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Congestive hepatopathy
Other Resources UpToDate PubMed

Congestive hepatopathy

Contributors: Matthew Rasmussen, Jennifer J. Findeis-Hosey MD
Other Resources UpToDate PubMed


Congestive hepatopathy is liver dysfunction secondary to circulatory dysfunction, especially right-sided heart failure, involving chronic hepatic congestion and eventually leading to fibrosis. In later stages, the condition is often referred to as "cardiac cirrhosis," although it does not always meet the strict definition of cirrhosis. However, individuals with advanced disease may have liver findings that are indistinguishable from chronic liver disease or cirrhosis.

Congestive hepatopathy is usually secondary to right-sided heart failure, which causes passive congestion of the liver leading to hepatic sinusoidal dilation and edema. Sinusoidal thrombosis and mechanical stress cause atrophy of centrilobular (zone 3) hepatocytes. Leakage of blood and protein-rich fluid into the space of Disse can activate hepatic stellate cells and promote centrilobular fibrosis. As this disease process progresses, fibrosis may bridge between liver lobules. Progressive congestive hepatopathy can cause portal hypertension leading to ascites and compression of bile canaliculi. inhibiting normal bile flow. Hepatic synthetic function may also be affected. Case reports suggest that fibrosis may improve with proper management of the underlying condition causing the hepatic congestion.

Most patients with congestive hepatopathy are older adults with right-sided heart failure; however, this entity may also be present in pediatric patients who have had certain surgical procedures for congenital heart disease. This phenomenon has been best characterized in patients who have had a Fontan procedure for an anatomic or functional single ventricle. After a Fontan, systemic venous pressures are 3-4 times greater than normal, and these patients develop progressive hepatic fibrosis.

Congestive hepatopathy is often asymptomatic, or the symptoms are masked by those of right heart failure. When symptomatic, patients often have a dull right upper quadrant pain. The liver may be enlarged and firm, and patients may experience malaise, nausea, vomiting, anorexia, and early satiety. Signs of right-sided heart failure will likely be present and include jugular venous distension, hepatojugular reflux, and lower extremity edema; about 25% of patients will have ascites. In the case of right heart failure due to tricuspid regurgitation, patients may have a pulsatile liver early in the disease process, which will diminish over time with progressive fibrosis. Jaundice, spider angiomata, and splenomegaly are only rarely present. Encephalopathy may occur in these patients secondary to cerebral hypoperfusion rather than hepatic encephalopathy. Esophageal varices are not present due to lack of a pressure gradient between the hepatic and portal venous systems.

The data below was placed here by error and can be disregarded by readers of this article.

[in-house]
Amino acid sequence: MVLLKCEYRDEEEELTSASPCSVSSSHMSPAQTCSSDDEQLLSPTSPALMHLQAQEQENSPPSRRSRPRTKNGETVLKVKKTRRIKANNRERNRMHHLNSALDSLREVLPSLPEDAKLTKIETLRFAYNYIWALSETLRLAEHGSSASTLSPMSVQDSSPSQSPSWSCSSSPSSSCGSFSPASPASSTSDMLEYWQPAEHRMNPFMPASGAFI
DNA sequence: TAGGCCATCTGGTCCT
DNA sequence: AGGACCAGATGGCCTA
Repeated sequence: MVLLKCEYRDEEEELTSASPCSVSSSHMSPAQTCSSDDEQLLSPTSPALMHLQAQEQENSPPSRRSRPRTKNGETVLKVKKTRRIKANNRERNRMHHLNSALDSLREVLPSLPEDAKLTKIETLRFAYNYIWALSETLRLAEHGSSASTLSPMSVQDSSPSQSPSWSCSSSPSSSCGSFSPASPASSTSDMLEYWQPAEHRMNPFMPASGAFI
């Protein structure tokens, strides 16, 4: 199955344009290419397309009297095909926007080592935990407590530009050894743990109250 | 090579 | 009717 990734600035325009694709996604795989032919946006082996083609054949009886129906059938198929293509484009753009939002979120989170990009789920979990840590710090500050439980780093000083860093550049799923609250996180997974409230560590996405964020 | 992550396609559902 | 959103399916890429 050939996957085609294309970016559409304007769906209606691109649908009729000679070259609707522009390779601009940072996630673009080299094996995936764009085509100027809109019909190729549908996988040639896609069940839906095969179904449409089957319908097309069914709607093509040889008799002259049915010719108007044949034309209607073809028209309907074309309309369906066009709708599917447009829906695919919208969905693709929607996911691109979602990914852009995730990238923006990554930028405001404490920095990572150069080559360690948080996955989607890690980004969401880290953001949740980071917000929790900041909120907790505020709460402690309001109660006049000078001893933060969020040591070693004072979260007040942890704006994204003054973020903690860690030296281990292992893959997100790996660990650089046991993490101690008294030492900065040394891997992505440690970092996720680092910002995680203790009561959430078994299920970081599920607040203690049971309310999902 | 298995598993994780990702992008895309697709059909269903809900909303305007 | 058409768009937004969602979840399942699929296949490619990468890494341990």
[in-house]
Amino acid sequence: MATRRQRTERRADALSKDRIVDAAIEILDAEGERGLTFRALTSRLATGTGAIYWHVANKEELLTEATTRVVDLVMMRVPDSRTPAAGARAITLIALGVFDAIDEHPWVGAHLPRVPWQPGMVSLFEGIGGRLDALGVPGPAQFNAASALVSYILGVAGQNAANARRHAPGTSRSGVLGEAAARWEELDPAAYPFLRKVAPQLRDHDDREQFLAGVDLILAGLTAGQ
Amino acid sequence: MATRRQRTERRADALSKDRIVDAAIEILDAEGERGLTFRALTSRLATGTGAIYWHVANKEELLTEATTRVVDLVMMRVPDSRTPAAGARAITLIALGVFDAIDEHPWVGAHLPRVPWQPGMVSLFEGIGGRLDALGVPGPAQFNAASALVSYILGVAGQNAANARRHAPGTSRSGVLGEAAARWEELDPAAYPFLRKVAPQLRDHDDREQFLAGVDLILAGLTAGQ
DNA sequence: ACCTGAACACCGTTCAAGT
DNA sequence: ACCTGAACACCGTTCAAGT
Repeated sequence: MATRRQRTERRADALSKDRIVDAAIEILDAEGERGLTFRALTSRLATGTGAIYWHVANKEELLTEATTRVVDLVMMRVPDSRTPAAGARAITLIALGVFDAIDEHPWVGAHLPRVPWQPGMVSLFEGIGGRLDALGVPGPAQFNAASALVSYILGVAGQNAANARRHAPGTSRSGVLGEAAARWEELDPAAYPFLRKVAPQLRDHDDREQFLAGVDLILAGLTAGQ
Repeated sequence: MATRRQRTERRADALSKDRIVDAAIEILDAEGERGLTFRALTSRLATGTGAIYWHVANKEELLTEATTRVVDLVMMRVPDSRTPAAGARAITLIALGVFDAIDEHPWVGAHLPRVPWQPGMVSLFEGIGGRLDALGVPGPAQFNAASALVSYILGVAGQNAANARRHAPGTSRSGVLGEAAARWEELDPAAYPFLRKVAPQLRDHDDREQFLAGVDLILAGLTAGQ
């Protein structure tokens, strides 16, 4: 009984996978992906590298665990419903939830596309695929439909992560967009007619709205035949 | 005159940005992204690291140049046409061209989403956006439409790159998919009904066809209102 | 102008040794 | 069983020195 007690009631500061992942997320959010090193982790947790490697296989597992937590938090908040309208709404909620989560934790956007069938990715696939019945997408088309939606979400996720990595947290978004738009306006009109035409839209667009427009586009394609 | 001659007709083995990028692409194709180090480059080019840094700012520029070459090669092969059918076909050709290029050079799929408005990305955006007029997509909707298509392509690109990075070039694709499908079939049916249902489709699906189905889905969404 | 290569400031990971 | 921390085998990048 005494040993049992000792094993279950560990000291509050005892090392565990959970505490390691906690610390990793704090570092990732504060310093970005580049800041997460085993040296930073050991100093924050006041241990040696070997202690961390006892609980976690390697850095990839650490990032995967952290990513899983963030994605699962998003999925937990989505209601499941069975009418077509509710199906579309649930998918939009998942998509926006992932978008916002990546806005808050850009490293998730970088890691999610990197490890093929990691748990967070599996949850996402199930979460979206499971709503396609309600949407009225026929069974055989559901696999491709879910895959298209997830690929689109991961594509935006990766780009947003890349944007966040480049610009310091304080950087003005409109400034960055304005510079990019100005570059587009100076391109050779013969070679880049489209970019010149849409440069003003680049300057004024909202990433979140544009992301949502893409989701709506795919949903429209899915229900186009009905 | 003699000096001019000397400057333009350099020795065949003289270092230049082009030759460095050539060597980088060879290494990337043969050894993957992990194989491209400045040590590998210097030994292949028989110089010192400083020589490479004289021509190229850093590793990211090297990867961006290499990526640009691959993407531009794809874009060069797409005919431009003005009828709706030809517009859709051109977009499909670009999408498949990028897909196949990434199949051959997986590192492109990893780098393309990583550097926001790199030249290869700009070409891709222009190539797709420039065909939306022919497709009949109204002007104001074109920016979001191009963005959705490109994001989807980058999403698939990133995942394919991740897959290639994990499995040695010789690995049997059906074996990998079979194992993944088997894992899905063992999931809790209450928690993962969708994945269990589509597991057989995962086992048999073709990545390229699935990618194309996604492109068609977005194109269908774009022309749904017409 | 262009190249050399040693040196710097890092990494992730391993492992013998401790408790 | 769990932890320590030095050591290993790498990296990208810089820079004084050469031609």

K76.1 – Chronic passive congestion of liver

74669004 – Cardiac Cirrhosis

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Differential Diagnosis & Pitfalls

Cardiac causes of congestive hepatopathy:
  • Dilated cardiomyopathy
  • Alcoholic cardiomyopathy
  • Constrictive pericarditis (see Pericarditis)
  • Cardiogenic shock
  • Pulmonary hypertension
  • Restrictive cardiomyopathy
  • Tricuspid regurgitation
  • Pulmonic stenosis
  • Pulmonary embolism
  • Chronic obstructive pulmonary disease / Cor pulmonale
  • Congestive heart failure
  • Acute coronary syndrome
  • Mitral valve stenosis
Other hepatic injuries:
  • Budd-Chiari syndrome
  • Acute cardiogenic liver injury
  • Biliary tract obstruction
  • Hemochromatosis
  • Portal vein obstruction
  • Drug-induced hepatotoxicity (eg, nifedipine, diltiazem, or amiodarone)
  • Metabolic dysfunction-associated steatotic liver disease
  • Sinusoidal obstruction syndrome
  • Hepatic infarction

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Last Reviewed:03/15/2018
Last Updated:04/16/2018
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Congestive hepatopathy
A medical illustration showing key findings of Congestive hepatopathy : Hepatomegaly, Jaundice, Hyperbilirubinemia, Peripheral leg edema, PT prolonged, RUQ pain
Copyright © 2024 VisualDx®. All rights reserved.